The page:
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More recent approaches to Landscape PowerPoint Presentation
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More recent approaches to Landscape

More recent approaches to Landscape

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More recent approaches to Landscape

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  1. More recent approaches to Landscape Cezanne: Well: millstone and cistern under trees, 1892

  2. Through the 19th century, the genre of Landscape painting eventually changed in the hierarchy of genres. It was no longer regarded as trivial or not as worthwhile as History Painting. Influenced by photography and with scientific discoveries about colour amongst other factors, painters felt able to experiment more than previously. Cezanne, Gardanne 1885-6

  3. The development of photography in the first half of 19th century increasingly influenced society and affected the way artists wanted to produce their works, and allowed for a change in perspective, composition and position of horizon. These changes in the way people viewed things eventually led toabstract art . Ansel Adams, Old Faithful Geyser, 1950

  4. Ansel Adams, Winter sunrise from Lone Pine, negative 1927; printed 1979.

  5. Sculpture by the Sea What is it? A contemporary annual outdoor sculpture exhibition, held at Bondi; Cottesloe (Perth); & Aarhus (Denmark.) Why are we considering it now? Because it involves artists dealing with landscape. Not all the works respond to landscape: some of them would be equally well exhibited in a gallery space, as they are not interacting with the landscape. Others, however, respond to the world about them. The postmodern frame is an useful choice of viewpoint to talk about many of these works.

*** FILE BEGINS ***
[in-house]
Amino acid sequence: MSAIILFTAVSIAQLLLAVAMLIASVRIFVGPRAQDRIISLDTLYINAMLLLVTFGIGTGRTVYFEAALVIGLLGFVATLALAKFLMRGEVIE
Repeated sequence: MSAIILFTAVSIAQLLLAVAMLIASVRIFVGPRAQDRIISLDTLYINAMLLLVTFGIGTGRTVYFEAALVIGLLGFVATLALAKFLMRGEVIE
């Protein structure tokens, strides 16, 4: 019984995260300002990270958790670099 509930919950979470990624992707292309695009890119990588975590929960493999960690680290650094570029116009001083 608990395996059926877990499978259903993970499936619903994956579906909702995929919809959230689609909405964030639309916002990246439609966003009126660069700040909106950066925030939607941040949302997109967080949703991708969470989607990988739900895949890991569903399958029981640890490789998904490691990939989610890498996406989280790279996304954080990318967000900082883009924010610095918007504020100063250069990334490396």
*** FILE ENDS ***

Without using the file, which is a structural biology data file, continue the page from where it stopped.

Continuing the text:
6. Using the postmodern frame, what can we say about the world of the artists? Sasha Reid & Dominique Sutton, Melt, 2011

  7. Heads up, Steve Croquett, 2010

  8. Greer Taylor, Cellular Memory 2011

  9. Interacting with landscape over time – Andy Goldsworthy (b.1956 UK.) Stone and snow arch, Dumfriesshire, 1986.

  10. For me looking, touching, material, place and form are all inseparable from the resulting work. It is difficult to say where one stops and another begins. Place is found by walking, direction determined by weather and season. I take the opportunity each day offers: if it is snowing, I work in snow, at leaf-fall it will be leaves; a blown over tree becomes a source of twigs and branches. Floating hole, Lougborough Leicestershire 1986

  11. Goldsworthy, Shapes cleared in snow-covered heather, 1986.

  12. Resources • 19th Century Landscape: Metropolitan Museum of Art: • http://www.metmuseum.org/toah/hd/lafr/hd_lafr.htm • Sculpture by the Sea : • http://www.sculpturebythesea.com/Home.aspx • http://www.sculpturebythesea.com/SculptureByTheSea/media/Documents/Education/Bondi-2011-Education-Kit---Exhibiting-Artists--Profiles.pdf • Greer Taylor: http://www.greertaylor.net/ • Andy Goldsworthy: http://www.ucblueash.edu/artcomm/web/w2005_2006/maria_Goldsworthy/TEST/index.html http://www.goldsworthy.cc.gla.ac.uk/ http://news.bbc.co.uk/2/hi/uk_news/800916.stm • Ansel Adams: http://www.anseladams.com/